TITLE

The developing climate for change

AUTHOR(S)
Excell, Jon
PUB. DATE
August 2014
SOURCE
Engineer (Online Edition);8/13/2014, p1
SOURCE TYPE
Periodical
DOC. TYPE
Article
ABSTRACT
The article focuses on the move of developing countries such as China to invest in technology to address climate change. Topics include the climate change summit attended by Brazil, South Africa, India, and China (BASIC), a report by the United Nations (UN) on greenhouse gas emissions, and the plans of India to put solar to the country's electricity market.
ACCESSION #
97476811

 

Related Articles

  • Can developed economies combat dangerous anthropogenic climate change without near-term reductions from developing economies? Waldhoff, Stephanie T.; Fawcett, Allen A. // Climatic Change;Aug2011, Vol. 107 Issue 3/4, p635 

    Developing economy greenhouse gas emissions are growing rapidly relative to developed economy emissions (Boden et al. ) and developing economies as a group have greater emissions than developed economies. These developments are expected to continue (U.S. Energy Information Administration ),...

  • US cities take Lead on climate change action. Carbonell, Armando // Planning (14672073);11/28/2008, Issue 1797, p25 

    The article reports on the 80 percent reduction of the greenhouse gas emissions in 2050. The Global Planners Network reveals that the problem on climatic change is one of the concerns for the developed and developing countries. It states the urban planning is considered as a solution to mitigate...

  • ALLOCATING THE COSTS OF THE CLIMATE CRISIS: EFFICIENCY VERSUS JUSTICE. Sinden, Amy // Washington Law Review;May2010, Vol. 85 Issue 2, p293 

    In the international negotiations aimed at reaching an agreement to reduce the greenhouse-gas emissions that are driving global warming, the developed and developing countries are talking past each other. The developed world is speaking the language of efficiency, while the developing world...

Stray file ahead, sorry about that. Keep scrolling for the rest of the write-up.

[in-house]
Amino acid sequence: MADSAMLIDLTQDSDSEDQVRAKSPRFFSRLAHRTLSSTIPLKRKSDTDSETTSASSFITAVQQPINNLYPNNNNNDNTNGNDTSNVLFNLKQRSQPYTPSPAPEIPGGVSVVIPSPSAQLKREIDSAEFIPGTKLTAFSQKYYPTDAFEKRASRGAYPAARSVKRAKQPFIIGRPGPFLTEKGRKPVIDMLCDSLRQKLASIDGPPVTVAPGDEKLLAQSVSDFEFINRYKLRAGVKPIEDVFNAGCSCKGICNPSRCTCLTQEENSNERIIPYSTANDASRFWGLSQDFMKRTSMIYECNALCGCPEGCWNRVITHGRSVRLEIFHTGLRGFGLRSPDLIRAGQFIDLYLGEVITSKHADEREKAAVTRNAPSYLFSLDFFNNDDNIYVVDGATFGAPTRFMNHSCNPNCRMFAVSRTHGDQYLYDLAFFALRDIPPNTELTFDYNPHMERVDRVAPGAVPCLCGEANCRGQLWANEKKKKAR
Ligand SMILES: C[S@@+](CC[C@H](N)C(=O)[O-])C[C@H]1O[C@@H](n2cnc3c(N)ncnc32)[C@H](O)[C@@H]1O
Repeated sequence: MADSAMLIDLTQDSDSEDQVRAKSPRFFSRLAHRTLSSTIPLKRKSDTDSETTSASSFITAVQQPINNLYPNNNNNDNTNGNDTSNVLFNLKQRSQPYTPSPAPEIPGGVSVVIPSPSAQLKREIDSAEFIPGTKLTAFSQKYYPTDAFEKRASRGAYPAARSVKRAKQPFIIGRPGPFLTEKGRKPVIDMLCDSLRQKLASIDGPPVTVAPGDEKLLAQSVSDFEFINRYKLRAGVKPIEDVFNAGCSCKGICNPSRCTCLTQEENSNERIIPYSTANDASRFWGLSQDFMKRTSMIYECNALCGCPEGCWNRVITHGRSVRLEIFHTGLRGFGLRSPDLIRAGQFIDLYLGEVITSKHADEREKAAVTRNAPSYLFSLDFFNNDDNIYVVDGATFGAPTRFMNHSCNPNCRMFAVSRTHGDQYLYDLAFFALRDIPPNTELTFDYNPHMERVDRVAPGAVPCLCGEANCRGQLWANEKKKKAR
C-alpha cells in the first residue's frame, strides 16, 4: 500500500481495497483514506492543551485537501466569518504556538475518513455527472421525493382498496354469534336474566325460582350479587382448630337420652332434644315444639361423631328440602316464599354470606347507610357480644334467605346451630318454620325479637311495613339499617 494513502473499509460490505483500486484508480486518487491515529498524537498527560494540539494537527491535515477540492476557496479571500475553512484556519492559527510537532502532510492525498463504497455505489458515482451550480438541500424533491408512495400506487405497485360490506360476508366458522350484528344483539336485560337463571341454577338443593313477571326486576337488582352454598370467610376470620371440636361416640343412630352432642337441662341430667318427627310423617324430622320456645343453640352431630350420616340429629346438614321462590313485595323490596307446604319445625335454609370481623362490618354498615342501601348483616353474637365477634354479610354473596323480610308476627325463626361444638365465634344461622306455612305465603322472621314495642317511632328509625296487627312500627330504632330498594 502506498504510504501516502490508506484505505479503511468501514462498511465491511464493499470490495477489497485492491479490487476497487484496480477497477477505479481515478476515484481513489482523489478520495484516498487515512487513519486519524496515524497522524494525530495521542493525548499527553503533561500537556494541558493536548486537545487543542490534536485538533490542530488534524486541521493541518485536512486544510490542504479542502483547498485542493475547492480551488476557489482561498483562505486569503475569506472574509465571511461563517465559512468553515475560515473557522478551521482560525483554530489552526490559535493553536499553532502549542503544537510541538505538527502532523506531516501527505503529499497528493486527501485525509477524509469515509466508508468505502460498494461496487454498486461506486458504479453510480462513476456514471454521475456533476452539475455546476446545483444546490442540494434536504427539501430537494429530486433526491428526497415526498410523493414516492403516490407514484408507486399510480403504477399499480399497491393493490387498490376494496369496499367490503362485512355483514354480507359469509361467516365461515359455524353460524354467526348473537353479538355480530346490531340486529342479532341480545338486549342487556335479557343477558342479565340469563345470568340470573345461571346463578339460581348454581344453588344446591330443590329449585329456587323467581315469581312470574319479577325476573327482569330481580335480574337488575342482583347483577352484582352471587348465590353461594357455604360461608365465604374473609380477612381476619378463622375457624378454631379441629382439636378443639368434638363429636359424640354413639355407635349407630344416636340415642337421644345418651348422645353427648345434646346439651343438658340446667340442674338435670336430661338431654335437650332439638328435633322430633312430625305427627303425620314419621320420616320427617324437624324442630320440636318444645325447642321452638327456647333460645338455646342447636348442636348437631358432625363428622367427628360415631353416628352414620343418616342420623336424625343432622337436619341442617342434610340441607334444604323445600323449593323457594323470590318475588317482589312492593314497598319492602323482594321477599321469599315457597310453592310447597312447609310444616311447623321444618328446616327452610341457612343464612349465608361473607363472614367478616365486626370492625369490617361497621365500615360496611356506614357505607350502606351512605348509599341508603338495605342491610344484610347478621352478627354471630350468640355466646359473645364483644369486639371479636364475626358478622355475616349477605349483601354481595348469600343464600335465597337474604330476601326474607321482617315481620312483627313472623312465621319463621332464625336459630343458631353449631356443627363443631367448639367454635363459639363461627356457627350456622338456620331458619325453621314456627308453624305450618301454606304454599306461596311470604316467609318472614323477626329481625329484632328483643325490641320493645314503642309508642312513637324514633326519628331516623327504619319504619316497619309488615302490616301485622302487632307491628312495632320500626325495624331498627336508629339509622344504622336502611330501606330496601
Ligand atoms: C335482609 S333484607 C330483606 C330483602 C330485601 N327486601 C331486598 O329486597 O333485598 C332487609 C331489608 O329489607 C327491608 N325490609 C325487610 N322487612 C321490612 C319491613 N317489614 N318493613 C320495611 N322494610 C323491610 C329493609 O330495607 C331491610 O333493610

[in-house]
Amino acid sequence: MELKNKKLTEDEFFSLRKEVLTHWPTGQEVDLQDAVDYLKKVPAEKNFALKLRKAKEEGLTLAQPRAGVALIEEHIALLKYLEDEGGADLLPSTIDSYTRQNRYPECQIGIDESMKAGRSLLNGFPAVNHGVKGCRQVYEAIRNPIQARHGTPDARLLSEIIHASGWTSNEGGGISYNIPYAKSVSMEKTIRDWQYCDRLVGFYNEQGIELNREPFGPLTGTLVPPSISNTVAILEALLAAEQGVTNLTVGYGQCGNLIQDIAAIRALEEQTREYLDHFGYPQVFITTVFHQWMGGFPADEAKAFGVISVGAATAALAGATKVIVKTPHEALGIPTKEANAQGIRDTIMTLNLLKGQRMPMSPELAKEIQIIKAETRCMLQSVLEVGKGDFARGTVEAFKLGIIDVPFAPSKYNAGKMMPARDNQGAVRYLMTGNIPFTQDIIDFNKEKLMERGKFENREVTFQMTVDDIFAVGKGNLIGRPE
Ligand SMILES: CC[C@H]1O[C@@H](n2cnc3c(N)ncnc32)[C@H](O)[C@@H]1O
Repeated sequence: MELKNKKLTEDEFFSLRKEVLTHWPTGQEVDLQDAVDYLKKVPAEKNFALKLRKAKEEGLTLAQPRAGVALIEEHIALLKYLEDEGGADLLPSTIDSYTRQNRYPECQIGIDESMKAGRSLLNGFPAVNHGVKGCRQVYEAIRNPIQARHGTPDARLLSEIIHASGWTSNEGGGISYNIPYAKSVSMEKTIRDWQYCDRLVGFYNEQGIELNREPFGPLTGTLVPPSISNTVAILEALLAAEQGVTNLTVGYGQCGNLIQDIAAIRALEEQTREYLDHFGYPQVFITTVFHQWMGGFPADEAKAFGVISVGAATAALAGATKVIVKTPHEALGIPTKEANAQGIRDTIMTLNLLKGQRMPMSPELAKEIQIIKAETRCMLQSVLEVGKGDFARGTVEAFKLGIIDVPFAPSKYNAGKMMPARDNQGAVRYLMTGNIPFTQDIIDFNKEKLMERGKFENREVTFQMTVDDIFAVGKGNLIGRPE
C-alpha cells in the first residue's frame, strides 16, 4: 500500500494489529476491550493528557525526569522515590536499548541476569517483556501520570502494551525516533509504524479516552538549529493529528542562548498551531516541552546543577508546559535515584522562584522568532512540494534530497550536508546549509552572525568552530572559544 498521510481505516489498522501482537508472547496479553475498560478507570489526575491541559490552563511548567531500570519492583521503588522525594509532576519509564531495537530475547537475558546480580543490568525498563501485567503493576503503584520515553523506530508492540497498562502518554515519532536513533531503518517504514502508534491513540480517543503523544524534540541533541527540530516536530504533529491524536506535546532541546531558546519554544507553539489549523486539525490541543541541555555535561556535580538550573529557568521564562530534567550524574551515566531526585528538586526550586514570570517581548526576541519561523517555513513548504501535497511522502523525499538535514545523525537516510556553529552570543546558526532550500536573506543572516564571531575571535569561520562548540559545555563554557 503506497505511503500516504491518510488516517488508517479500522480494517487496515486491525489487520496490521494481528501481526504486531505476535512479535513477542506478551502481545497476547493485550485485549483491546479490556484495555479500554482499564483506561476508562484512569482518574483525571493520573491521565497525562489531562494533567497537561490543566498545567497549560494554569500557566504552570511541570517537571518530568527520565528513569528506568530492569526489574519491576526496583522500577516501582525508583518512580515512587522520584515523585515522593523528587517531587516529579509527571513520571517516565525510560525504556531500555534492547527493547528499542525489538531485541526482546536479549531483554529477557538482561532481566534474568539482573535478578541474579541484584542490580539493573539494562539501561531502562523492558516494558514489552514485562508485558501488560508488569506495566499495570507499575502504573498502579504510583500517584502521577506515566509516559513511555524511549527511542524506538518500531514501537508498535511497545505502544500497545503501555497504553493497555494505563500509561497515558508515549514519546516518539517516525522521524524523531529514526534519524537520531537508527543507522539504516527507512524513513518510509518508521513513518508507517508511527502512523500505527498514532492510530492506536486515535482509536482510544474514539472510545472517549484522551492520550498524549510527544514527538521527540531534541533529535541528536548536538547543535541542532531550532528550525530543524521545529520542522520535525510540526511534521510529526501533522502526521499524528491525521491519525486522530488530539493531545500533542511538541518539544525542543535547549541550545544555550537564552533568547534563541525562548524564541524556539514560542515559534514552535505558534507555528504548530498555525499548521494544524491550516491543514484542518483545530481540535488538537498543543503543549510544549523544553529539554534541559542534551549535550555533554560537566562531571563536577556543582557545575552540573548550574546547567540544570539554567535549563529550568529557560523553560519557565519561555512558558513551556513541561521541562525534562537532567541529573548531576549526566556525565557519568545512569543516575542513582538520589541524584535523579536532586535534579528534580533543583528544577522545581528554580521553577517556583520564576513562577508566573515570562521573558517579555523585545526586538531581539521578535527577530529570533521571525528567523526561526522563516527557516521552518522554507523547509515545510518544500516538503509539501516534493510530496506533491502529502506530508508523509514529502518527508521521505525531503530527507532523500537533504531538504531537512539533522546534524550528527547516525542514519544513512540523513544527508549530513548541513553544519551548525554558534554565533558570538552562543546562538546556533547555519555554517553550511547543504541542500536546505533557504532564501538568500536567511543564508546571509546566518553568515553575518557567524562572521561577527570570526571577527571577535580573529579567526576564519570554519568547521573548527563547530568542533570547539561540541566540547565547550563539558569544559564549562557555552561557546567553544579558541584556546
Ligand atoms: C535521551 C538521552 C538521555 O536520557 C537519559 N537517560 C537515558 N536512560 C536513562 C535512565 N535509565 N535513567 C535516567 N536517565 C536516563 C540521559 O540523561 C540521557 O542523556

• Developing nations take initiative on greenhouse gases. Brumfiel, Geoff // Nature;10/31/2002, Vol. 419 Issue 6910, p869 

    Discusses the results of a report which shows that some of the world's largest developing nations have begun reducing their greenhouse-gas emissions, even though they are exempt from the Kyoto Protocol, the international agreement on limiting emissions. Amount by which countries including...

  • Not on the "Paris Track": Climate Protection Efforts in Developing Countries. Lay, Jann; Renner, Sebastian // GIGA Focus Global;Dec2016, Issue 8, p1 

    The article discusses the need for international agreements and cooperation to support emerging middle-income economies with mitigation actions to address greenhouse gas (GHG) emissions growth in developing countries as it affects the possibility of the world meeting its desired climate targets.

  • Climate Canaries. Hill, Barry E.; O'Sullivan, Caitlin // Environmental Forum;Nov/Dec2015, Vol. 32 Issue 6, p24 

    The article discusses the role played by developed countries in helping the poor countries to achieve their environmental goals. It discusses the U.S president Barack Obama's policy for incorporating environmental justice and human rights principles into the effort to reduce greenhouse gas GHG...

  • Copenhagen Primer.  // India Today;12/21/2009, p19 

    The article reveals that most of the 37 industrialized countries that committed to reduce their greenhouse gas (GHG) emissions during the 1997 Intergovernmental Panel on Climate Change held in 2007 at Kyoto, Japan have not fulfilled their targets even as they prepare to participate in the...

  • Innovations in climate finance give hope for our future. Caldecott, Ben // Alliance;Mar2012, Vol. 17 Issue 1, pP46 

    The article provides information on the two innovations presented by the Climate Change Capital to the recent Durban climate change meeting that have represented a real breakthrough for climate change management in the developing countries. It highlights the importance to improve resource...

  • Climate Change, Forests, and International Law: REDD's Descent into Irrelevance. Wiersema, Annecoos // Vanderbilt Journal of Transnational Law;Jan2014, Vol. 47 Issue 1, p1 

    Forestry activities account for over 17 percent of human-caused greenhouse gas emissions. Since 2005, parties to the United Nations Framework Convention on Climate Change have been negotiating a mechanism known as REDD--Reducing Emissions from Deforestation and Degradation--to provide an...

Share

Read the Article

Courtesy of THE LIBRARY OF VIRGINIA

Sorry, but this item is not currently available from your library.

Try another library?
Sign out of this library

Other Topics